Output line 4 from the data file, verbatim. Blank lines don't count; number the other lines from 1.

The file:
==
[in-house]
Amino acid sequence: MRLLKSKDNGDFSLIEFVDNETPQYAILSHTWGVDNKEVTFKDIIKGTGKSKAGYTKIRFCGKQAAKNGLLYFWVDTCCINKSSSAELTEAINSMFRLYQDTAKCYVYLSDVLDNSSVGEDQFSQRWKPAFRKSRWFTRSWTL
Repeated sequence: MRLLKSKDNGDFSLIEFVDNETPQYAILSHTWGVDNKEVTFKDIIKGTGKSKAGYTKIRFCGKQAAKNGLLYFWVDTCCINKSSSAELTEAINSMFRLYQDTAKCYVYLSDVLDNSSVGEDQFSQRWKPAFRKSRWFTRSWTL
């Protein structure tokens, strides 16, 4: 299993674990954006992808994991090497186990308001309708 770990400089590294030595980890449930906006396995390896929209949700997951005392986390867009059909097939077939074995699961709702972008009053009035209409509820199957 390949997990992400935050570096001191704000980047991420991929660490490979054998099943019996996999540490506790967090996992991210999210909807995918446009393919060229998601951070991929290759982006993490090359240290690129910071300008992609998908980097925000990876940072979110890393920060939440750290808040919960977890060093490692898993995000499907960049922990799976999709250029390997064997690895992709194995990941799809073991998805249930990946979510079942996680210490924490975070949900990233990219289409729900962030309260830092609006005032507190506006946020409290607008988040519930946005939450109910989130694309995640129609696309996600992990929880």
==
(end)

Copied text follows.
């Protein structure tokens, strides 16, 4: 299993674990954006992808994991090497186990308001309708 770990400089590294030595980890449930906006396995390896929209949700997951005392986390867009059909097939077939074995699961709702972008009053009035209409509820199957 390949997990992400935050570096001191704000980047991420991929660490490979054998099943019996996999540490506790967090996992991210999210909807995918446009393919060229998601951070991929290759982006993490090359240290690129910071300008992609998908980097925000990876940072979110890393920060939440750290808040919960977890060093490692898993995000499907960049922990799976999709250029390997064997690895992709194995990941799809073991998805249930990946979510079942996680210490924490975070949900990233990219289409729900962030309260830092609006005032507190506006946020409290607008988040519930946005939450109910989130694309995640129609696309996600992990929880």